Q187 Mr Brazier: Forgive me for taking a parallel, but given that the Cabinet Office is there in the centre and COBR is there with you and the rest, a parallel example is a very good initiative the Committees visited: the National Maritime Information Centre, which looks at potential maritime threats. Some of us were rather surprised that that has moved away from the Cabinet Office to the Home Office. In the same way, I am just trying to get the logic of something that so obviously needs co-ordinating from the centre and will so obviously be vital to COBR if there is a particular concern. It is a little puzzling that these vital assets seem to be moving away from the Cabinet Office.

Mr Maude: These things are not fixed for all time. In Government, as in all big, complex, dispersed organisations, there is no perfect structure that says, "All of this must be done in the centre, and everything else dispersed." That will always slightly be in flux in any organisation. If you look at any big multinational company, you will see that that will vary. Is there a perfect answer for all time? No. Will all of this work perfectly every time? No, nor is there a way of preparing for every possible eventuality.

James Quinault: If I may comment, these arrangements have been exercised and practised many times in the past few months as we run up to the Olympics, including some exercises involving the Minister himself. We consider them fit for purpose.

Mr Maude: Yes, we do test. It is not just that it looks like it works in theory.

Q188 John Glen: One of the issues must surely be that, if something goes horrendously wrong, it is difficult to attribute who is behind it and what the intent is. Could you address the issue of how that complicates matters? From this Committee’s perspective, one of the things we are concerned about is at what point it would be discerned as a hostile act by a party and when the military lead would be assigned. It seems to me that you could presume that that happens in all circumstances, or you could wait. How do you see that as a complicating factor in terms of the attribution and the intent, and discerning that?

Mr Maude: Attribution is very difficult in this field, not only in the field of cyber-attack. Obviously, this is a subject that it would be easier to pursue in private session. You are quite right that this is a significant complicating factor. Proof is not always easy. Attackers are quite good at doing a false attribution.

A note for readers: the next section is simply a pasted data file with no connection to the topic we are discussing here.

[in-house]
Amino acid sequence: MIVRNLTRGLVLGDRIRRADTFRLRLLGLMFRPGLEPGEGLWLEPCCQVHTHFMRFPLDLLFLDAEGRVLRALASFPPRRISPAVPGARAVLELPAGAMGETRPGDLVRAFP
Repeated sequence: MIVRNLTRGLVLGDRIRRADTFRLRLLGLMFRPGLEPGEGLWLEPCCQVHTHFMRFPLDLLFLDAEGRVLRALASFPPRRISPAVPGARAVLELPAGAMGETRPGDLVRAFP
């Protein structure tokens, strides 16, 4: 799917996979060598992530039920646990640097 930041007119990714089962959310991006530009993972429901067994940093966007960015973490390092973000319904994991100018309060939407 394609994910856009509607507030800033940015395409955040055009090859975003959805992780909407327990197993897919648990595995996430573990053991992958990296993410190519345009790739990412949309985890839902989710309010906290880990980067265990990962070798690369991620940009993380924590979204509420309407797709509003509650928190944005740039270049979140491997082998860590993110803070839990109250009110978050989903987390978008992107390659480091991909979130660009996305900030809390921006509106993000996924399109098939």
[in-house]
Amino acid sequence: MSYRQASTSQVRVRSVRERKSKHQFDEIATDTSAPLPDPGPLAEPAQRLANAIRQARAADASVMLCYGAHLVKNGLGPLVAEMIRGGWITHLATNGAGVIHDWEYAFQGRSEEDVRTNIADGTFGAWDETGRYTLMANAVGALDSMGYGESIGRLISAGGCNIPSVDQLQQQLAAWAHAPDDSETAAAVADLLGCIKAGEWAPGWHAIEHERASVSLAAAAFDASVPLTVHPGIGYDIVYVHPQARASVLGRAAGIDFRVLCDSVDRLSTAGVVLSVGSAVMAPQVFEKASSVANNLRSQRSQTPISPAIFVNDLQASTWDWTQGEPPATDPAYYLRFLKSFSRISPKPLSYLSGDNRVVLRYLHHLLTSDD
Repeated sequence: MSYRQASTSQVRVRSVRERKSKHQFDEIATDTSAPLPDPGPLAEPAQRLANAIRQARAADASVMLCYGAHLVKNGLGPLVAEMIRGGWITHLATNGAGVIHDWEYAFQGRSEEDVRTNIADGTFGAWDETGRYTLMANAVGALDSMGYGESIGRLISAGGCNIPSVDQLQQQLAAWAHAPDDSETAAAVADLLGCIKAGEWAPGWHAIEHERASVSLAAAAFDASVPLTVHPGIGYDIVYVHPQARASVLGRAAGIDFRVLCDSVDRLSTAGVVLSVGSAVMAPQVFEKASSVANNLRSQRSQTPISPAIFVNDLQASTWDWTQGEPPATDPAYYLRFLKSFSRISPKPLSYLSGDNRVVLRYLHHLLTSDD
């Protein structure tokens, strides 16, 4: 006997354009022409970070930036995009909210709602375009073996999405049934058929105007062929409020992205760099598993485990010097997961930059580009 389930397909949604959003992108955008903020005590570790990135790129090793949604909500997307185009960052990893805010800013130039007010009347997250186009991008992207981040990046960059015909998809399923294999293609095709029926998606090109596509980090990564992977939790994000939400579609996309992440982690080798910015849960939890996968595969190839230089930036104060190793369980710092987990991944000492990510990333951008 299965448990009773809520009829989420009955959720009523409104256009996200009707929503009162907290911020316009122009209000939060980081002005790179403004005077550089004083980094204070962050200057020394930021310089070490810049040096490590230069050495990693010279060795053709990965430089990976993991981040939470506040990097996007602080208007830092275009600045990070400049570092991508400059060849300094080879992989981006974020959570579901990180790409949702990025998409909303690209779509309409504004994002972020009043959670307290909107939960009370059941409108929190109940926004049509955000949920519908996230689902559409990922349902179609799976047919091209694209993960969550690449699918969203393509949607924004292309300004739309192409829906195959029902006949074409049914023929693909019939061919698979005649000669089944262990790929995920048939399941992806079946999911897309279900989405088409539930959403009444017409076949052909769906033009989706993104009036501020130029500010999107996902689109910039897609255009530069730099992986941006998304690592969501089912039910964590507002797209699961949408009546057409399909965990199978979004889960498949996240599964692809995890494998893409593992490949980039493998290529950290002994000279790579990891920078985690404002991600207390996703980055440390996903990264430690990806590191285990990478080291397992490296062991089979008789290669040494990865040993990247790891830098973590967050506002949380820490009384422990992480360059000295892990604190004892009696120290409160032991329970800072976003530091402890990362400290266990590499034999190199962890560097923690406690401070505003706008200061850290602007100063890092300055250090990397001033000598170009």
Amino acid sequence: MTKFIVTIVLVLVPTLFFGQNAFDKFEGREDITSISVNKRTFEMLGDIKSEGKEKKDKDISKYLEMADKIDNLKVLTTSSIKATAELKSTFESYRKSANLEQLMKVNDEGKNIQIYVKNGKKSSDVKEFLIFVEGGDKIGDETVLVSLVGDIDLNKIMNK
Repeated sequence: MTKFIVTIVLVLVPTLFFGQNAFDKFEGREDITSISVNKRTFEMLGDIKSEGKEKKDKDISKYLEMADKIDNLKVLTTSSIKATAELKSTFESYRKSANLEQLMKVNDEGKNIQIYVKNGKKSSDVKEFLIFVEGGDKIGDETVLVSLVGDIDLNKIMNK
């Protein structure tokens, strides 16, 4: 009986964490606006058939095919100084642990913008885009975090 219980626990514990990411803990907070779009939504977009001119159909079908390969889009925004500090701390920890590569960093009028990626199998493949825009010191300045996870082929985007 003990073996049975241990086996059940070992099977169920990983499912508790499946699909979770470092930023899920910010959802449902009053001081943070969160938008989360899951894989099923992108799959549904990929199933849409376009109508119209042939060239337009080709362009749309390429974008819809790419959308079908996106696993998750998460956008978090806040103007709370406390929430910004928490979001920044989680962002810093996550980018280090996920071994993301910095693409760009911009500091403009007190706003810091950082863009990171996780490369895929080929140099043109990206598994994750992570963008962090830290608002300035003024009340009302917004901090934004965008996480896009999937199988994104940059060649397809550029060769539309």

Q189 John Glen: I suppose that what we are seeking is an assurance that there is a clear protocol of giving lead responsibility to some part of Government, and that that aggravating factor of how to attribute does not delay the appropriate response.

Mr Maude: In every set of circumstances, there is a judgment. It will rarely be the case that there is absolute proof. There are judgments to be made-difficult, complex and delicate judgments.

Q190 John Glen: I think from what you have said so far that those judgments will be made collectively under your headship of executive responsibility.

Mr Maude: If something looked like it could be a sovereign attack, that would clearly be for the Prime Minister.

Q191 Chair: Minister, you may want to tell us things that ought not to come out in public session, so we will consider either moving into private session at the end of this, or writing to you, depending on how things go during the rest of the afternoon.

Mr Maude: Sure.

Q192 Mrs Moon: Minister, could you tell us who, across Government, decides what investments should be made in understanding and anticipating the evolving cyber-threat? Do you make that decision, or is it down to individual Departments?

Mr Maude: The way allocation of money within the programme works is that different bits of Government bid for money.

Q193 Mrs Moon: Who decides who gets it? Who decides on the bids?

Mr Maude: Ultimately, I do, but obviously with appropriate consultation and discussion. My earliest decision was to say that we are not going to commit it all. The perfectly understandable Whitehall preference is, generally, "Here’s money-let’s work out how we’re going to spend it," but I said that we are not going to do that in this case. There are things we know we are going to need, and that is investing in people and capability. That is focused predominantly, but not exclusively, on GCHQ. We need to retain flexibility.